The exercise of giving way to 'giving in'—some aspects of the Member States' EURATOM obligations revisited

in Journal for European Environmental & Planning Law
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Abstract

Although an issue far from the spotlight of attention of academic researchers, it is often said that the European Atomic Energy Community Treaty (EURATOM) and the obligations incumbent on the member states under this Treaty account for a greater loss of national sovereignty than envisaged by the European Community Treaty and its internal market component as arguably the most 'communautaire' component of all. Article 84 of the EURATOM Treaty excludes the application of the Treaty from cases of military uses of nuclear energy, nevertheless, on several occasions the European Court of Justice (ECJ) had to pronounce itself on the legal 'grey zone' issue of what is indeed considered as peaceful use of nuclear energy and the legal regime to be applied thereby. This was the substance of the issues raised in cases C-61/03 Commission v. UK and C-65/04 Commission v. UK. Through a comparative analysis of the relevant case law it is interesting to observe how in the matter of defining the EURATOM competences the ECJ is adamant to the use of 'policy-oriented' arguments, otherwise affluently used with respect to affording new competences to the European Community (EC), EURATOM's 1957 contemporary.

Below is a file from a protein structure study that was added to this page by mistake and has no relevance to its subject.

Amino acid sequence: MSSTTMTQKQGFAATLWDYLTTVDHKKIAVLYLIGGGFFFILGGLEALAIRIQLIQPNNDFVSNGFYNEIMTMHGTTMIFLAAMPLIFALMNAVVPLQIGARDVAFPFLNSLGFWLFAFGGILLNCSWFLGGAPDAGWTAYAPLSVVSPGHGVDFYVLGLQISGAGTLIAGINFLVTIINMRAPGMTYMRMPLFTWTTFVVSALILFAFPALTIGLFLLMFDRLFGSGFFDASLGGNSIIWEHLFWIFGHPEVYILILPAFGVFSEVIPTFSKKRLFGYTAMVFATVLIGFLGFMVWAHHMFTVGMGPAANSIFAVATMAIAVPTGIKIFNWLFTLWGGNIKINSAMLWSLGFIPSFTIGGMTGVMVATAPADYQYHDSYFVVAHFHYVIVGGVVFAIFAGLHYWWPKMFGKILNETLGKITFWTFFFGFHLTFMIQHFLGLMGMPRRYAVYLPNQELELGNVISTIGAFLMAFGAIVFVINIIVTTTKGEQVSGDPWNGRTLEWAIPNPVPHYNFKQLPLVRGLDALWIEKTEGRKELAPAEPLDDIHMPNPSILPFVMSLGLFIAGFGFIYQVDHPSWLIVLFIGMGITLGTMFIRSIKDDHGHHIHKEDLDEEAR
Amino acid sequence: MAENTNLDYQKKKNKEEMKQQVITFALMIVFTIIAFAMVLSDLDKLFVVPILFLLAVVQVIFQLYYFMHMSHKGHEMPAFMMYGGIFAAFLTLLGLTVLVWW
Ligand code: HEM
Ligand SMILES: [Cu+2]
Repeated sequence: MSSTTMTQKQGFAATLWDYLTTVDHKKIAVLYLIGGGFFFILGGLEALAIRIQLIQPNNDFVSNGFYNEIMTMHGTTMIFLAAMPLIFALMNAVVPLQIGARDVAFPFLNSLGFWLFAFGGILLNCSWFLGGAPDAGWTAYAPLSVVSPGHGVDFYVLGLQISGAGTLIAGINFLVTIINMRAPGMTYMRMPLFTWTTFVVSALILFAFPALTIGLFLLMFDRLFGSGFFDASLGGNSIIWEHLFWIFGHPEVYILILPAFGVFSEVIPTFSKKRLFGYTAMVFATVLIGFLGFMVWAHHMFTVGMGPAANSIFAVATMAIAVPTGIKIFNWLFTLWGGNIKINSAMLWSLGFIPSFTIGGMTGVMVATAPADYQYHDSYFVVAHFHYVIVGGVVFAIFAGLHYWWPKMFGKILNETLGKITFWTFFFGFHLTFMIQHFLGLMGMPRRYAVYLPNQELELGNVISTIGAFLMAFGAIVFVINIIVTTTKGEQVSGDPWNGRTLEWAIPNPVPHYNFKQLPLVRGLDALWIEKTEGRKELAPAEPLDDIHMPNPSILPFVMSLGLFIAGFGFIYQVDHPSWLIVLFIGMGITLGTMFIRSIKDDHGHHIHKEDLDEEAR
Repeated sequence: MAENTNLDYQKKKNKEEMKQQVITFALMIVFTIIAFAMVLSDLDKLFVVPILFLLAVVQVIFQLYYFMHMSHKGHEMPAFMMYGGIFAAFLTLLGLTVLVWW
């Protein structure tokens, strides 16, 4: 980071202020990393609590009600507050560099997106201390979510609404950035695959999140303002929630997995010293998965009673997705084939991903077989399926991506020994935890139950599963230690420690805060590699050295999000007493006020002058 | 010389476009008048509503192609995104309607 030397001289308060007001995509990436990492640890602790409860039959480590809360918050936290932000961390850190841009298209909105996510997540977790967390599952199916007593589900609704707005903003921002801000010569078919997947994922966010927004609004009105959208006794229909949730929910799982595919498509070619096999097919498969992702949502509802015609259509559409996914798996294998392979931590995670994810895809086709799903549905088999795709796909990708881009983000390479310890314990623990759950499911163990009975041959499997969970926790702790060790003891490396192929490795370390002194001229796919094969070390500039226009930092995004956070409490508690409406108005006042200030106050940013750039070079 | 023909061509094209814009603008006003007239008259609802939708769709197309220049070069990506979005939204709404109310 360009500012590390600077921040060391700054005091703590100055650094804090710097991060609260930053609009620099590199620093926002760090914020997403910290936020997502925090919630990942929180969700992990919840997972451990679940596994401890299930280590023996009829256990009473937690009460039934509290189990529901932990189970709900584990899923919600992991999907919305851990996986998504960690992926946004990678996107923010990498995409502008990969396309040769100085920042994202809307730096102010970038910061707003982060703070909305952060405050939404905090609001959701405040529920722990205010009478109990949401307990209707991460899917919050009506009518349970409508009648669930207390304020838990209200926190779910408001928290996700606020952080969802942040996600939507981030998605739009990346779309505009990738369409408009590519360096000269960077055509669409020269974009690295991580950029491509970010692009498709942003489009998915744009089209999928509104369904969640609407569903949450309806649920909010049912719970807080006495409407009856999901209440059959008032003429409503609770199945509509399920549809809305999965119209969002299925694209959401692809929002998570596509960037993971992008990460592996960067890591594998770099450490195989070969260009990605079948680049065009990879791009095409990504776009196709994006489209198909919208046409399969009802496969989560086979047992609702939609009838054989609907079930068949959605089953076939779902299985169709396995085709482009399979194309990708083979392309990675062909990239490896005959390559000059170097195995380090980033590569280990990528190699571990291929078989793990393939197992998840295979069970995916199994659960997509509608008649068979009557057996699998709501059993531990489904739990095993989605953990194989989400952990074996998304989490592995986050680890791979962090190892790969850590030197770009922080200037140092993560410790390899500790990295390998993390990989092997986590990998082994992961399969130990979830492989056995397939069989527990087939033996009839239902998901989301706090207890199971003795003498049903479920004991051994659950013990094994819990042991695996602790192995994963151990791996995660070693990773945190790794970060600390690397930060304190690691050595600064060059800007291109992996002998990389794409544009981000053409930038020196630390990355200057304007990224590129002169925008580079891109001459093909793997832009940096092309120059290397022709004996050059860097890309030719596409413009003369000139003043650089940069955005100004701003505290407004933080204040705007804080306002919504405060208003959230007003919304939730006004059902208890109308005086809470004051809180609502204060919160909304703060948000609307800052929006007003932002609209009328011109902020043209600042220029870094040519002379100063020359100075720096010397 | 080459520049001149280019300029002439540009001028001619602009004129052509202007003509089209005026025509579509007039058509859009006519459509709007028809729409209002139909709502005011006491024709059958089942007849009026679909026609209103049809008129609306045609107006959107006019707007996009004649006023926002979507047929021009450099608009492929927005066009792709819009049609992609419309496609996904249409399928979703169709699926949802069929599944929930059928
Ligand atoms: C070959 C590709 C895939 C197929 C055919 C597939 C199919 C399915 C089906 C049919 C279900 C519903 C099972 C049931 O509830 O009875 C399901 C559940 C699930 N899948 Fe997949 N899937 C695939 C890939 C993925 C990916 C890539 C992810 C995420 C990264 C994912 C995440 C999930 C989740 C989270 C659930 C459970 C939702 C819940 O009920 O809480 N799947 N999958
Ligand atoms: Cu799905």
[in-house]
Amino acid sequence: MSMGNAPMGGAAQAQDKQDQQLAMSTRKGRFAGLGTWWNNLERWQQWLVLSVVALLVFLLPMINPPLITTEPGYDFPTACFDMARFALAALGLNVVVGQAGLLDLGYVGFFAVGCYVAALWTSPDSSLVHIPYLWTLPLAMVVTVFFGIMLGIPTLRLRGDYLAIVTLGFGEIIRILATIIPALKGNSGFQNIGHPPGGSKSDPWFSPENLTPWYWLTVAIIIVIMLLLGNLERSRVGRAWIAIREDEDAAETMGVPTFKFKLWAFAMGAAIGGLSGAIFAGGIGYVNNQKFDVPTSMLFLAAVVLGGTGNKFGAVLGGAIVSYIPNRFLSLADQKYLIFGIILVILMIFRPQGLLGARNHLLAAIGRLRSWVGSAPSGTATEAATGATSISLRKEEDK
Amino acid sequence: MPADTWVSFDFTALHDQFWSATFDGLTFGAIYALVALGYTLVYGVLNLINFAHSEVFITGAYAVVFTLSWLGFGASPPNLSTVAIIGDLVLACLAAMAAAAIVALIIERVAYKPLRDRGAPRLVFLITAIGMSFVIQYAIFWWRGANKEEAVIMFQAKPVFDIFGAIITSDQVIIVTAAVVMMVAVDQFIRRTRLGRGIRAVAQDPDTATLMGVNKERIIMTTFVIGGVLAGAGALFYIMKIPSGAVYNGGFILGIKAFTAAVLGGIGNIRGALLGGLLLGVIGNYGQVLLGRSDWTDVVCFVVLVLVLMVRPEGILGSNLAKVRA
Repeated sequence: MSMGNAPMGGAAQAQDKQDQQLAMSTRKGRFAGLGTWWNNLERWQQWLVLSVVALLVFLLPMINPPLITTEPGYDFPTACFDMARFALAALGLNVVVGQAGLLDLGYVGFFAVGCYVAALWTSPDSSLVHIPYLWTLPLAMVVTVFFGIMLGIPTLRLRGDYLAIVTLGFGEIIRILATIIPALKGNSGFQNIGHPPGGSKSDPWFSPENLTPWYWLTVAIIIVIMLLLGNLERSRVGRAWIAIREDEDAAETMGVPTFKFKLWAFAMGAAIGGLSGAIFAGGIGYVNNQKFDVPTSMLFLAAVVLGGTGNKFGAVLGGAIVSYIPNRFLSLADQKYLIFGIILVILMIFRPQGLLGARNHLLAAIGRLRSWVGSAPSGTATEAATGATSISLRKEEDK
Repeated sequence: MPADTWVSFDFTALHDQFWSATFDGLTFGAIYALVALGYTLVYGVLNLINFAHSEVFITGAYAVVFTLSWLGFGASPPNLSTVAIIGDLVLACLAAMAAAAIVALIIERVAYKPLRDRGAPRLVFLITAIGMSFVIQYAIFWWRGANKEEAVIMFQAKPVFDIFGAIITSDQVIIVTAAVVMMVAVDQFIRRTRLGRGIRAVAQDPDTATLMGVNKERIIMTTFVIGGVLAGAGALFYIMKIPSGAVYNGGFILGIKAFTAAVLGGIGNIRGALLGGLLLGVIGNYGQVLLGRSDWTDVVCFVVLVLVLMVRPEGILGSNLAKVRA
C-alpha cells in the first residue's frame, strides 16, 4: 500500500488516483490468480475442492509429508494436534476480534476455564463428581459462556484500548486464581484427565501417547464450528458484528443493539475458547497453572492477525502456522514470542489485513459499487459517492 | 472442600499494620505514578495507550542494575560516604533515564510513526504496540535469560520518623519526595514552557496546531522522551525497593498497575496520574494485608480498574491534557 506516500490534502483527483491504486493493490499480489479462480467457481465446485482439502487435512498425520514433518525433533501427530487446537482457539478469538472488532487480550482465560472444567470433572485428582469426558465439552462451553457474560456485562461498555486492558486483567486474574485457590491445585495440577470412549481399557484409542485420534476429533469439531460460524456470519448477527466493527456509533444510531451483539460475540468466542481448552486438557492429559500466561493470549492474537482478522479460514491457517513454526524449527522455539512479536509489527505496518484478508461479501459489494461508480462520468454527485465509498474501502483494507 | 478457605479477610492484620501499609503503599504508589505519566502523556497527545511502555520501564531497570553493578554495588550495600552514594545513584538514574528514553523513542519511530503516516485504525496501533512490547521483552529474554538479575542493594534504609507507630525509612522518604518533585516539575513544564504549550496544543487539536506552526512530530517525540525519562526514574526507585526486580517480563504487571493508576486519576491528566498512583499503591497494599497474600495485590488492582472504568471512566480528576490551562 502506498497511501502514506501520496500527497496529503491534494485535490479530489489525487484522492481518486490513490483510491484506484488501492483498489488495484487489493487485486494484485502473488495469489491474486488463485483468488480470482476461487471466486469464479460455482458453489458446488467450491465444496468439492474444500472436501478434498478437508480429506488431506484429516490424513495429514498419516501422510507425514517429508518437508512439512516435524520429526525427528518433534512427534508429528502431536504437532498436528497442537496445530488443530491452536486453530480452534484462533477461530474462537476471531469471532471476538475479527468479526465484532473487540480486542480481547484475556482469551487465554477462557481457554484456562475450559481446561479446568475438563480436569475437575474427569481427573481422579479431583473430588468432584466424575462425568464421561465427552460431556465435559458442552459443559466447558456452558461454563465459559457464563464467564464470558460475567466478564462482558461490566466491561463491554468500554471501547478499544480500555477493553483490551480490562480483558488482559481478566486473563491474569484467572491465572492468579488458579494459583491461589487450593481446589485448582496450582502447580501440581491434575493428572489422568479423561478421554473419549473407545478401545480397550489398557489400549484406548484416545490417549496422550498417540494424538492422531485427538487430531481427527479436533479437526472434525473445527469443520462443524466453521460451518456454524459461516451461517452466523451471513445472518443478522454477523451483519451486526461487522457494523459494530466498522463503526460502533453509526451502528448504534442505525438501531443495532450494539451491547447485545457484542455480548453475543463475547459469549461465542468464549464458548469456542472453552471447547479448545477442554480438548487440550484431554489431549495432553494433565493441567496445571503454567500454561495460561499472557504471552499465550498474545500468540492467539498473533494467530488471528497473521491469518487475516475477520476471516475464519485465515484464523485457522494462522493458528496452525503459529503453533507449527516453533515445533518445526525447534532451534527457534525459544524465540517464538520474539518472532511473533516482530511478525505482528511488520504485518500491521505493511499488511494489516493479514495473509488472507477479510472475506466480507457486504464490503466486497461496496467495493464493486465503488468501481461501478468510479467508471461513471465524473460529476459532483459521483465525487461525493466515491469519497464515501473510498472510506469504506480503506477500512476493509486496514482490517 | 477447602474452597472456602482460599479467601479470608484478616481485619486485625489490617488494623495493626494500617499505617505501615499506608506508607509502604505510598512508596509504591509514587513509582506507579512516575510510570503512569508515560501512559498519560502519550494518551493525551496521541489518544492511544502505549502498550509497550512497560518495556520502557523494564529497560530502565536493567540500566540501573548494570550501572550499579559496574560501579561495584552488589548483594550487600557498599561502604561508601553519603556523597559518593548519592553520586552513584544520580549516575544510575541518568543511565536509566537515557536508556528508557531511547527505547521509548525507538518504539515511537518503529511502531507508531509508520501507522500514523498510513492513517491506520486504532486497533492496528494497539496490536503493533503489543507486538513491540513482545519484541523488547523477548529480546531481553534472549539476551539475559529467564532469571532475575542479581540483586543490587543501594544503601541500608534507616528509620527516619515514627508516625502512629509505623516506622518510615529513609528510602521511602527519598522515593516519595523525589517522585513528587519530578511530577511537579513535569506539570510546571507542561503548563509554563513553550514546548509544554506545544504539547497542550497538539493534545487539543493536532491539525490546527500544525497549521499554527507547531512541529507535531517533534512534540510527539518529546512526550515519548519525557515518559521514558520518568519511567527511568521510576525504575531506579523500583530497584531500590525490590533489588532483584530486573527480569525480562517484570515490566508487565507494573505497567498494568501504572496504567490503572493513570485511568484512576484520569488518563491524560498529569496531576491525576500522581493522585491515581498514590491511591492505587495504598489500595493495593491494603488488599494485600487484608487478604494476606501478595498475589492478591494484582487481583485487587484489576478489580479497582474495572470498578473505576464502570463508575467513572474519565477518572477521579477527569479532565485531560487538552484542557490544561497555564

The exercise of giving way to 'giving in'—some aspects of the Member States' EURATOM obligations revisited

in Journal for European Environmental & Planning Law

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